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    Roman Utkin specializes in twentieth-century Russian and Russophone poetry, prose, and visual culture. He is the author of Charlottengrad: Russian Culture in Weimar Berlin (University of Wisconsin Press, 2023). Charlottengrad examines the Russian émigré and exile community that found itself in Berlin in the aftermath of the 1917 Revolution. By closely studying the intellectual output of the Russian-speaking émigrés ensconced in Berlin’s Charlottenburg neighborhood, the book reveals a picture of some of the world’s first “stateless” peoples struggling to understand their new identity as emigrants and exiles, balancing their sense of Russianness with their position in a modern, bustling Western city, and navigating their political and personal positionality toward a homeland that was no longer home.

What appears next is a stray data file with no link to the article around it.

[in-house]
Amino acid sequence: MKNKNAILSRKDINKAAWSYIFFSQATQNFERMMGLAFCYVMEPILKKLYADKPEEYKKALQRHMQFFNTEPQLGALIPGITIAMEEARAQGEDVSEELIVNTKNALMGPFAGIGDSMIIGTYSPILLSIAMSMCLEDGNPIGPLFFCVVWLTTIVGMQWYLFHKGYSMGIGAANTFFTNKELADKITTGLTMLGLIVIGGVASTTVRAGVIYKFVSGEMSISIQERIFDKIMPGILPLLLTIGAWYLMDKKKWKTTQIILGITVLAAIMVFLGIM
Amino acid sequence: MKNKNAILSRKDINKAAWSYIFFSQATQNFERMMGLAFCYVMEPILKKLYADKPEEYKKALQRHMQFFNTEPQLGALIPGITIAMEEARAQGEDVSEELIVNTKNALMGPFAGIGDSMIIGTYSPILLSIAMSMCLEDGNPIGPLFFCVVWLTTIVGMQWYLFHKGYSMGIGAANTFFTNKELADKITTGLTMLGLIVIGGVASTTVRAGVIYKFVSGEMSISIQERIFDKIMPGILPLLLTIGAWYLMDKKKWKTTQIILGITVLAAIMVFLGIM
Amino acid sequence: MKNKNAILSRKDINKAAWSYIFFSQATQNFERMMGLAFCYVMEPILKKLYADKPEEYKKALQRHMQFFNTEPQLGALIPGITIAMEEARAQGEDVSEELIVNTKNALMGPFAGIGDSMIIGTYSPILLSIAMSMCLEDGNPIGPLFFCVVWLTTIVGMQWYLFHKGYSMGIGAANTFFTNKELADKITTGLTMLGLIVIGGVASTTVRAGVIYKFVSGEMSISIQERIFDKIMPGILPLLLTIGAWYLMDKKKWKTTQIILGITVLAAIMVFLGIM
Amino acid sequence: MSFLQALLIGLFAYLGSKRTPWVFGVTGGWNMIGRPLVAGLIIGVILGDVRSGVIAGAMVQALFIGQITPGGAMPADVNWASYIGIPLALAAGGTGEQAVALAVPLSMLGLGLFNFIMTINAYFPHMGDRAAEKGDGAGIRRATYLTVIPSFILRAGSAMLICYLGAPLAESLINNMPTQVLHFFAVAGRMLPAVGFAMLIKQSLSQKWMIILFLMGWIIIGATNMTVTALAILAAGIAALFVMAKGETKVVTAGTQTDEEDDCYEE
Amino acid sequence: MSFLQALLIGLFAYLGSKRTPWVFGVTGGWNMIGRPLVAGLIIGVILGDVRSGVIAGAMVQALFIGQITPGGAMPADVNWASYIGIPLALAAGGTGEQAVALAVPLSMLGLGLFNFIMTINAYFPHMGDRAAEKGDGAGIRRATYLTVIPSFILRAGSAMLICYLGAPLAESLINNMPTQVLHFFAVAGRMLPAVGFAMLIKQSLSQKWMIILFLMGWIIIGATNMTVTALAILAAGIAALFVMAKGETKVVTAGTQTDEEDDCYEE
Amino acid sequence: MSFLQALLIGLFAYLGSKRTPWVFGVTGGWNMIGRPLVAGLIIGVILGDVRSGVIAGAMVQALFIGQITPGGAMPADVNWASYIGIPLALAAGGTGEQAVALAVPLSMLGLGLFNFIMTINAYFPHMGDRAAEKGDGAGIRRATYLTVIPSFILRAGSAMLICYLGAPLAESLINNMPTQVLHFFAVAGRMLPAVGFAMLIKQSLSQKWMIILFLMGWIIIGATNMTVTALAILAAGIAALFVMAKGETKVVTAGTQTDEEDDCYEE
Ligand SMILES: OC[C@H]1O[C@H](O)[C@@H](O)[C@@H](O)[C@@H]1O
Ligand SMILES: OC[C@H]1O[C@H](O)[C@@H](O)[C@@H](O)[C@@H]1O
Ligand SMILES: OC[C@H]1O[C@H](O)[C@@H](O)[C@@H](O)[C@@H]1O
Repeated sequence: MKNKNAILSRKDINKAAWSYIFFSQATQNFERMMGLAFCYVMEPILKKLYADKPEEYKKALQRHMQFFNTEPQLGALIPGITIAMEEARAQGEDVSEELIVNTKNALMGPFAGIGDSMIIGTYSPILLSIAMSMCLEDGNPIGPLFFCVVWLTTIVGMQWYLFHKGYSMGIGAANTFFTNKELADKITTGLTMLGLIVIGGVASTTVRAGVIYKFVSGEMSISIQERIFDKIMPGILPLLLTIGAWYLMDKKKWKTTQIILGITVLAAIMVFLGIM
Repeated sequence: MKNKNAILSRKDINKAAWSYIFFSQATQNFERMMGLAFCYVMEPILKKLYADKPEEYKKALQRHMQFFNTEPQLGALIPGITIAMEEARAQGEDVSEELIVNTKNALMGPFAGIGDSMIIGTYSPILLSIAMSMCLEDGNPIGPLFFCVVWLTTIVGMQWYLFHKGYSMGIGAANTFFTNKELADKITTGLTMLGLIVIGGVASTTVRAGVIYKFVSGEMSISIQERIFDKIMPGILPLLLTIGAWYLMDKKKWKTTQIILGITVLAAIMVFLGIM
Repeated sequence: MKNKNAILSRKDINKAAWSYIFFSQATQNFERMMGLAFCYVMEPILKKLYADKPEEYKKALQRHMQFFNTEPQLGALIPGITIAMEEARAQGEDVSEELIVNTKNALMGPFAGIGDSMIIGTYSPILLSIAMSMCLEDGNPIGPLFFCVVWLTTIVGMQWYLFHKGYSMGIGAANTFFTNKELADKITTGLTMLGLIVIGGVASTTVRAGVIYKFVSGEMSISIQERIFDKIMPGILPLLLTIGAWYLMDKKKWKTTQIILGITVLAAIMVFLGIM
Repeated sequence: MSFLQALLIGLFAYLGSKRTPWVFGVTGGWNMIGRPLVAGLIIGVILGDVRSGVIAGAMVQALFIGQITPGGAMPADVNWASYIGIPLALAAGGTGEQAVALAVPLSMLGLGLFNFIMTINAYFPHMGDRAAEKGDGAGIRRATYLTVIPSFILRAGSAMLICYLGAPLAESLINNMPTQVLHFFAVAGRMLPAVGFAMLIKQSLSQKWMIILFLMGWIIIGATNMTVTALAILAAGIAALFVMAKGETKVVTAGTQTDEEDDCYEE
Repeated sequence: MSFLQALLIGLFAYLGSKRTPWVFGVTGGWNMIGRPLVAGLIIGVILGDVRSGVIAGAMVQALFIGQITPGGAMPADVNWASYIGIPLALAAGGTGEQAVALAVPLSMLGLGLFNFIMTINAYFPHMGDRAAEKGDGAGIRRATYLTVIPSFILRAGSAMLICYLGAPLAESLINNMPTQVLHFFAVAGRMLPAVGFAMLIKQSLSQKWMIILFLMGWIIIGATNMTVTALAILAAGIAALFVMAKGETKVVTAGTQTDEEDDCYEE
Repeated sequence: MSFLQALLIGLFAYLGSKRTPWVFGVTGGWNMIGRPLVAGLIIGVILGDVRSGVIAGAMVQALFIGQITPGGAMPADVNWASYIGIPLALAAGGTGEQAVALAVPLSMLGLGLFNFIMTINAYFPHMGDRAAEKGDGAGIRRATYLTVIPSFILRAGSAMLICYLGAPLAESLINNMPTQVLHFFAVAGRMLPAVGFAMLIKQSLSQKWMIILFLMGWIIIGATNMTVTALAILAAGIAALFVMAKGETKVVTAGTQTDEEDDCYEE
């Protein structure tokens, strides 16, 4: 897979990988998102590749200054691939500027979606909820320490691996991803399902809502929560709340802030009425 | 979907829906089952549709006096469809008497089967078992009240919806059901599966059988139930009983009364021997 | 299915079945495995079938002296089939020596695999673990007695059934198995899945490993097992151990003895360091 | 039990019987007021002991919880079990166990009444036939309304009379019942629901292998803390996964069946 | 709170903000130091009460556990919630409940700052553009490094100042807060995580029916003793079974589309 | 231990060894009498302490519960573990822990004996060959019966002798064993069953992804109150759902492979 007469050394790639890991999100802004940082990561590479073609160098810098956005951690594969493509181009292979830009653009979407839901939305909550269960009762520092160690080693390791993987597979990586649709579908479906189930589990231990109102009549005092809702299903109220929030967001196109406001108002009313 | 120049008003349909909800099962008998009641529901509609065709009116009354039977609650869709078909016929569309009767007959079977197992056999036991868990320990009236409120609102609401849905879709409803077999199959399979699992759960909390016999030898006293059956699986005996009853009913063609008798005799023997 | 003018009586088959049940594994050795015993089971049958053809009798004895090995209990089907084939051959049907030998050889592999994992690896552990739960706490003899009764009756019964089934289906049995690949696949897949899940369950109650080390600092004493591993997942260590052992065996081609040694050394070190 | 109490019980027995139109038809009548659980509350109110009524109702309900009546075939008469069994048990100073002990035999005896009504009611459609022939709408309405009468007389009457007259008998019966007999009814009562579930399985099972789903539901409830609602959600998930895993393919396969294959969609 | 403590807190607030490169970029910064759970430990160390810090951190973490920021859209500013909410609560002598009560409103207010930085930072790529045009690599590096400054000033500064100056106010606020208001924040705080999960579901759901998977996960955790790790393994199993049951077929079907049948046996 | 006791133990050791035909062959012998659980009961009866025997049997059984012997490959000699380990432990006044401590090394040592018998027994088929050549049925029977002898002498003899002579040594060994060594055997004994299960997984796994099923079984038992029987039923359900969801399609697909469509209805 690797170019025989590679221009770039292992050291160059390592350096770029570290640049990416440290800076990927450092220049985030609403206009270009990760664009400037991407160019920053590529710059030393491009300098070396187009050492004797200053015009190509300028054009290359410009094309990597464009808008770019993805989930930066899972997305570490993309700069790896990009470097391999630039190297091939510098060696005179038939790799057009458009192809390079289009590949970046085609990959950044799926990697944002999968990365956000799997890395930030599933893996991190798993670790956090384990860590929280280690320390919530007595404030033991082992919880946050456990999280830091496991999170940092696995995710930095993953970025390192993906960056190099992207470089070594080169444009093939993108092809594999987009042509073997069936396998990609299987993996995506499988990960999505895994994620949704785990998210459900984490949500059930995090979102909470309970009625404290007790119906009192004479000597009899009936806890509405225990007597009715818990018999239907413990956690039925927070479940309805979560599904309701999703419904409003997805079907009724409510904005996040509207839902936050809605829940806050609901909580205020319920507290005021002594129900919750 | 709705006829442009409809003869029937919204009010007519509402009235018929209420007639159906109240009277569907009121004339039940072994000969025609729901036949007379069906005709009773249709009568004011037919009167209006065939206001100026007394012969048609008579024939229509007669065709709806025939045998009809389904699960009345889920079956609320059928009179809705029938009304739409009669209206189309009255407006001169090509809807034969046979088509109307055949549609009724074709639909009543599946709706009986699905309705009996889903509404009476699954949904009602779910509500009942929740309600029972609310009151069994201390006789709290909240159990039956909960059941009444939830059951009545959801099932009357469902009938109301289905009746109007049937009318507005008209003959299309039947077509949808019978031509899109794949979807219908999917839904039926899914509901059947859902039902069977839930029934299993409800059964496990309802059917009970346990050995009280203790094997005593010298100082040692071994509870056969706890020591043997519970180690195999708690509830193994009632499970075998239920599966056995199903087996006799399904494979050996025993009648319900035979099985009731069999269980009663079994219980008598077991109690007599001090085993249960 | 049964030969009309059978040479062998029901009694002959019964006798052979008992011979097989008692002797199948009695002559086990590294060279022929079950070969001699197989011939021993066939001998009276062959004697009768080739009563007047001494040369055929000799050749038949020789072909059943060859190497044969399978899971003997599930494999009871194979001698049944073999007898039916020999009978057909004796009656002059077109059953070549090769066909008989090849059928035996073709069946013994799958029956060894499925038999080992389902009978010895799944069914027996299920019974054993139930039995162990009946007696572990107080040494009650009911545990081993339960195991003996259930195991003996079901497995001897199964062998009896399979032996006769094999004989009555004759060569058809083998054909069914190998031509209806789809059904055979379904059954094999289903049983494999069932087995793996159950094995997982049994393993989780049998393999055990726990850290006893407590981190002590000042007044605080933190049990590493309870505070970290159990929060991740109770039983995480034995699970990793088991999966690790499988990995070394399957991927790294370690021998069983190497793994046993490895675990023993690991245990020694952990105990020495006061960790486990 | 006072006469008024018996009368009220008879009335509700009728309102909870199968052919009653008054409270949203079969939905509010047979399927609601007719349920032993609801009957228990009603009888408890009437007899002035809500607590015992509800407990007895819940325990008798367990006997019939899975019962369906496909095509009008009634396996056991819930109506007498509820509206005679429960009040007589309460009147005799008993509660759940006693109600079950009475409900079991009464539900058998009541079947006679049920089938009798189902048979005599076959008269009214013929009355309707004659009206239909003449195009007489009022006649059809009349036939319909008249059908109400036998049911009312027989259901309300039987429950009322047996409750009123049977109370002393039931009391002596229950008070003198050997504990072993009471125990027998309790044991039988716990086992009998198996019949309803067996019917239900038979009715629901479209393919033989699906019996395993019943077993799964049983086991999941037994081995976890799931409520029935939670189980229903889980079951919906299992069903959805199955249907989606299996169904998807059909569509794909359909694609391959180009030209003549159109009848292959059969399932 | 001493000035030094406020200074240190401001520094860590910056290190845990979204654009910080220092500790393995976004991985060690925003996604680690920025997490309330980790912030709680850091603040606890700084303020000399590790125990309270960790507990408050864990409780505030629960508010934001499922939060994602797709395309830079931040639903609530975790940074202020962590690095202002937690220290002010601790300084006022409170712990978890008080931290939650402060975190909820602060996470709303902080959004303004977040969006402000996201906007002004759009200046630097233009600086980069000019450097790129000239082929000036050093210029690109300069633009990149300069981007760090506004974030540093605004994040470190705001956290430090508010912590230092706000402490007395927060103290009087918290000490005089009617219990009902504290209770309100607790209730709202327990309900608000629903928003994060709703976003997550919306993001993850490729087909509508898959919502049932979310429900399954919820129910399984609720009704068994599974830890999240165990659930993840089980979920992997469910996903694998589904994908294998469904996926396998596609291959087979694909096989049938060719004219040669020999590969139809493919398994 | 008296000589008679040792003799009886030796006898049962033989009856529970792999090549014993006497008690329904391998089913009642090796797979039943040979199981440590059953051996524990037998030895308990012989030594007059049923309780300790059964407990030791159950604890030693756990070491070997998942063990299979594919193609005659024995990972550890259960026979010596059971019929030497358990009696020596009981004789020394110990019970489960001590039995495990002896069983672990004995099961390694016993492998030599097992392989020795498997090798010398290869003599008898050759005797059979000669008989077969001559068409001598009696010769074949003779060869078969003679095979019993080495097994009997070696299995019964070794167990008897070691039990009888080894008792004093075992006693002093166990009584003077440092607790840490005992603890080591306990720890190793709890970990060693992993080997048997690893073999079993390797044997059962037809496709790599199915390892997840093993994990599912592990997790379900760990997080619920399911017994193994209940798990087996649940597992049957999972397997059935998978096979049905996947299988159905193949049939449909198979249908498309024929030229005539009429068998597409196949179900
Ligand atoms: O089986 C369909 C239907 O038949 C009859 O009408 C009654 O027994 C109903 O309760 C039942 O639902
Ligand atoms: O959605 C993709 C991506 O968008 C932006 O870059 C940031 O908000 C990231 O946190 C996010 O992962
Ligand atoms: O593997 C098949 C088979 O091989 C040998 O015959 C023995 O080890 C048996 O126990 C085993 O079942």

Roman's recent publications include a thematic cluster of articles called "Illegal Queerness: Russian Culture and Society in the Age of Anti-LGBTQ Censorship" in The Russian Review, an essay on Vladimir Nabokov's use of disability in fiction, and a film review of the HBO documentary film Welcome to Chechnya

    A native speaker of both Tatar and Russian, Roman has served on the board of the Committee on Advocacy for Diversity and Inclusion within the Association for Slavic, East European, and Eurasian Studies. He is also a founding member of Q*ASEEES, the Society for the Promotion of LGBTQ Studies in Eastern Europe and Central Asia.

    Roman was educated in Russia and the United States, earning an undergraduate degree in philology at Kazan State University (2007) and a Ph.D. in Slavic languages and literatures at Yale University (2015). Prior to joining the Wesleyan faculty, he taught at Davidson College.

Andrew W. Mellon Fellows

Student Fellows

  • Ethan Barrett

  • Milly Berman

  • Gissel Ramirez

  • Teddy Shusterman